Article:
5 Benefits of Expedited Reconditioning

With used car sales are rising, rapid reconditioning offers dealers a great opportunity to flow more margin to the bottom line


While the flow of off-lease vehicles continues pouring certified pre-owned (CPO)–quality cars, SUVs, and trucks onto dealers’ lots, which depresses used car prices and competes against their new-car models, a prudent used car manager sharpens his pencil—his reconditioning pencil.

Used car sales will continue upward throughout this year, riding on the wave of off-lease vehicles now pouring into dealerships, and that volume and availability will dampen used car prices.

Dealers have a one-two effect happening here: declining new-car volume and more competitive used car pricing, which both pressure dealership profitability.

These dynamics are requiring dealers to sharpen their merchandising and selling strategies, and use inventory management tools more expertly to ensure turn, best market pricing, and inventory acquisitions.

Don’t underestimate the role expedited reconditioning can play in improving used car margins and reducing overhead costs. These expenses, called holding costs, will erode dealer gross unnecessarily if not managed.

Rapid reconditioning practices are as valid for a large-volume, 600-cars-a-month operation as for a dealership that reconditions 50 cars—and it works for franchise, independent, and buy here, pay here dealers equally well.

At first blush, the rewards you will reap from expediting your reconditioning may not be clear, so let’s get specific.

Here’s what we know about these five benefits from the experiences of more than 1,000 dealerships in the U.S. that practice rapid reconditioning.

1. Faster time to line (T2L)

More efficient, software-driven reconditioning helps a dealer get cars from acquisition to retail-ready in as little as three days.

Without this automation, a dealership will be taking, on average, eight to 20 days to get cars ready for the sales lot. With the prime retail window at 21 days from acquisition, tying up even 10 days in recon is a profit killer.

2. Increases inventory turn

Every 2.5 days shaved off the recon cycle equals one additional inventory turn. More turns mean more fresh stock.

Tom Kelley Chevrolet in Decatur, Illinois, for example, sells about 170 used cars a month but never stocks more than 125. Faster turn positions inventory for changing market demand. According to NCM Associates, the market shifts every 21 days.

3. Boosts sale gross

Time depreciates used car values, even as vehicles make their way through recon. This daily per-car holding cost rate is $40. A 10-day T2L, therefore, equals $400 per vehicle.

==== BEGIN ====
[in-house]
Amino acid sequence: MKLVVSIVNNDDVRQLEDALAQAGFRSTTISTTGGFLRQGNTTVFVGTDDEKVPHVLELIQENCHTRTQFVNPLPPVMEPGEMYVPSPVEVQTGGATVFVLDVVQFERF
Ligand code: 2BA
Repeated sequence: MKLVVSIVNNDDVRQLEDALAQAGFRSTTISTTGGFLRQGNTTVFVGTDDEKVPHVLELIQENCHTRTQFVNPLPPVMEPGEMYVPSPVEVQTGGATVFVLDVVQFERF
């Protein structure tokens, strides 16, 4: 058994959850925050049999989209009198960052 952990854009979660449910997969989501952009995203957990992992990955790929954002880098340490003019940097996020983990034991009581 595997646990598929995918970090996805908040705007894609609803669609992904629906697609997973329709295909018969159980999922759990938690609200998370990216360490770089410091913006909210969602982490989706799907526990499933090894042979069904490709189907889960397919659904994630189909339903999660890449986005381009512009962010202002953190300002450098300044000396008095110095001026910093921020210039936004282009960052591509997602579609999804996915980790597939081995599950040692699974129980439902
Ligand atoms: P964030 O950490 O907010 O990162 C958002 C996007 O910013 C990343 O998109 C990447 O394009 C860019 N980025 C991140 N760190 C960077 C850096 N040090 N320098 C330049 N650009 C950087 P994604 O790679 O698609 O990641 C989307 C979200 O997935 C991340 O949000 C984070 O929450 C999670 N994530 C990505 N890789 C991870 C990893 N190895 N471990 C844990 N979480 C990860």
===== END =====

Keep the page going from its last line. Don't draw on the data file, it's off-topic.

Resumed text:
By managing time to line to just three days, this depreciation alone drops to $120. That is considerably less erosion against sale margins.

A realistic five-day T2L improvement in recon time would generate $30 billion a year in recovered time, labor, and dollar waste for the industry. At the store level, this number is about $1 million a year.

Is this worth your time? How many more cars would you have to sell to make $1 million in gross—or how much expense would you need to cut to achieve the same amount?

4. Improves workflow and communications

Dealers that lack recon automation tell us the finger-pointing, frustration, delay, and lost cars make their reconditioning inefficient and a headache.

In contrast, recon workflow software structures this multistep, multilayered, multidepartment function and streamlines it.

Cars flow through quickly. Everyone involved knows his or her job activities, how much time they have to complete their tasks, and where the vehicle moves to next and to whom.

Managers have smartphone access to this data to monitor and manage recon from anywhere. When workflow and communications improve, everyone benefits.

5. Sells cars more profitably

Many dealers tell us they image and upload data on incoming vehicles as they offload them from transport, or when they’re released from finance.

The cars then go through routine reconditioning—although from 15% to 40% will sell before thorough reconand at a higher margin. Margin hold is best when cars sell within 21 days of purchase.

Slow T2L can mean cars get to the sales line already having lost more than half of that prime selling time. In today’s efficient market, taking seven days to recon a car leaves only 14 days to earn your profit. That is no way to run a used car operation.


Proper recon oversight is a dealer’s most significant opportunity to flow more margin to the bottom line, and yet it often is treated as an afterthought.

Dealers, now more than ever, need to grasp the potential of rapid reconditioning. It is increasingly crucial at a time when new car sales are tapering off because of CPO and other used cars are taking center stage for the next few acts.

Dennis McGinn is founder and CEO of Rapid Recon, the industry’s most advanced time-to-market workflow tool for auto dealership reconditioning and used car departments. Read more reconditioning best practices in his latest book, RECON T2L, The Starting Line for Reversing Margin Compression. Visit www.rapidrecon.com.

Dennis McGinn

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